Since taking over the GM position from Craig Patrick, Ray Shero has completely reshaped the Pittsburgh Penguins approach to building a hockey team, focusing on a talented core with a group of character supporting players that can be rotated year-to-year while still maintaining a competitive team. His unwillingess to lavish long and lucrative contracts on free agents has given the Penguins flexibility, and his ability to rob other GMs in almost every trade has inspired Pens fans to stand by the mantra "In Shero we trust".
This summer, however, criticism of Shero has mounted ever since he failed to land Zach Parise and/or Ryan Suter with the cap space freed up from shipping off Staal and Michalek. Every time one of the few talented players on the market signs an overpriced deal elsewhere, fans have blamed Shero for missing out. This is undoubtedly unjust - Parise and Suter weren't going to go to Pittsburgh no matter what Shero offered, Nash wasn't worth the assets or his huge contract, and signing Weber to an offer sheet would have been just as pointless for PIttsburgh as it was for Philly.
That said, there is some valid criticism of Shero out there. Firstly, this article is well worth reading and makes some good points that might help explain the Pens' recent playoff failures: http://thehockeywriters.com/ray-sheros-pittsburgh-penguins-ready-for-another-stanley-cup-run/ .
However, my big criticism for this summer is Shero allowing Steve Sullivan to walk. It wasn't that Sullivan wasn't willing to wait for the Parise situation, Shero said he actually told Sullivan they wouldn't be bringing him back. Sullivan was a great team guy, a great locker room presence by all accounts, got stronger as the season went on, displayed chemistry with Crosby and Dupuis, and drove the Penguins power play (if you doubt this, watch what happened during the series of games after Sid came back that they took Sully off the PP). Sullivan at 2M is cheaper than any of the other options out there and still had a lot in the tank. Letting him go makes zero sense to me right now.
However, Shero's reputation as one of the top GMs in the league is in place for a good reason. He knows how to build a team, and he has done it without compromising valuable assets at every juncture. Nobody the Pens lost in the Hossa trade has performed as well as Dupuis, and he was the throw-in. The Pens haven't missed Ryan Whitney, and Kunitz has been a staple for the team. And the fleecing of the Stars for Neal and Niskanen is perhaps his magnum opus. Even the Ponikarovsky deal, which didn't work out for the team, only lost them Luca Caputi. In fact, Shero's skill at signing role players to cap-friendly contracts and bringing in solid players for minimal assets has allowed the Penguins to be a top team year after year despite the fact that none of Shero's draft picks besides the now-departed Staal have yet made the team full-time. A break-down of the Pens' projected roster next year (if the season started with the current lineup), and how each player was acquired:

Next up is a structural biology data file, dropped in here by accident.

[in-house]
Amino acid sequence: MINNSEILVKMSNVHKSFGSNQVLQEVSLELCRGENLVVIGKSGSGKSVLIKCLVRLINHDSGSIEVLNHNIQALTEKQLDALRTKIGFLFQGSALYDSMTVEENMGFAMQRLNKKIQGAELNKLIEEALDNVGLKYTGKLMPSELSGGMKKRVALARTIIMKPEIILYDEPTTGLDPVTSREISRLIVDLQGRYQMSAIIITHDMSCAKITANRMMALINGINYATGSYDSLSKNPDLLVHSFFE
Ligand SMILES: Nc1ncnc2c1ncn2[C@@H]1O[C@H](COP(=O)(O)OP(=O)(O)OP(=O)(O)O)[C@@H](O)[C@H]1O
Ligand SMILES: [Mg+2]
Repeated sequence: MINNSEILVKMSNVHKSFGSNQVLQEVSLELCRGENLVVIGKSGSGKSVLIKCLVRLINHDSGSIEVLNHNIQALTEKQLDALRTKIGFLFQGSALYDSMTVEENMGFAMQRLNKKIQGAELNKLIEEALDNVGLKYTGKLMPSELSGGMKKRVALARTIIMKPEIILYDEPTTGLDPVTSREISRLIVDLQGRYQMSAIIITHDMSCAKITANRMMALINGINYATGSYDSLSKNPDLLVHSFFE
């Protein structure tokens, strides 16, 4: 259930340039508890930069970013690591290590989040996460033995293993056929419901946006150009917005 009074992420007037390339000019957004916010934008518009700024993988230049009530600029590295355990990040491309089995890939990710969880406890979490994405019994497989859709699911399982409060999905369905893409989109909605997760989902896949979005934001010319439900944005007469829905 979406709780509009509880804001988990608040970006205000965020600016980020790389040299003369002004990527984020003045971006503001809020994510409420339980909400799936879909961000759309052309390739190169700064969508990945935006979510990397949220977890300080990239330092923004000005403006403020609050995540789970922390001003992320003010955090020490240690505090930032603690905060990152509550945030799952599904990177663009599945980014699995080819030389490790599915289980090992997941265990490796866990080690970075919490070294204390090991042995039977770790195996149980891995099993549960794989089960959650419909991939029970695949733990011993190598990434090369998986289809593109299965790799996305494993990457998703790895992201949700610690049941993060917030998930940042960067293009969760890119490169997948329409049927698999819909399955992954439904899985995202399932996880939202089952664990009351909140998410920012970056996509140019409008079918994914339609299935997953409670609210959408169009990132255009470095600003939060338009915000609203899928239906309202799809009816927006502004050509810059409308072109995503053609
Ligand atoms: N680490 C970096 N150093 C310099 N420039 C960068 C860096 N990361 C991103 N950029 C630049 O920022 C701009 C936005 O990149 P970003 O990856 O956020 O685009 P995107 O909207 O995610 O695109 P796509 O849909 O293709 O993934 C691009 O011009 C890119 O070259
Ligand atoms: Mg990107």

On one hand, it's sad that the most recent draft picks to play on the team full-time (since Despres' spot isn't certain yet) are 2005's Sidney Crosby, Kris Letang, and Joe Vitale. On the other hand, look at what Shero has managed to do through trades and free agency, both of which are often difficult to improve the team without sacrificing valuable assets or too much cap space. In the salary cap era, it's become a maxim that you have to draft well to have a good team, or you end up overpaying for free agents.
Shero's drafting started off shaky, but this summer's prospect camp was exciting because over the last few drafts, Shero actually has started to cobble together a solid prospect pool. Perhaps it isn't one of the top 10 in the NHL, but with core pieces like Crosby, Malkin, and Letang likely here for the long haul, we don't need the next #1 center. Shero's Penguins have excelled without good drafting, but over the next few years the team will hopefully start to reap the benefits of good drafting as well. Their 6 blue chip defense prospects are only the tip of the iceberg, as there are 3 or 4 other D in the system who could make an NHL impact one day. This means a solid Pens defense and the opportunity to make more trades like the Whitney or Goligoski trades. The forward pool is shallower, but with talent like Bennett, Kuhnhackl, Marcantuoni, and Blueger, the Pens might not have to rely on those trades to fill out their top 9.
The questions about Shero right now come from the fact that the Pens are in transition now. Their top prospects are all anywhere between a year and five years from breaking into the NHL and making a difference. And with a bare free agent cupboard and unrealistic trades, the 2012-13 season might be a step back for Pittsburgh between the free agent/trade era of construction and the homegrown draft prospect era.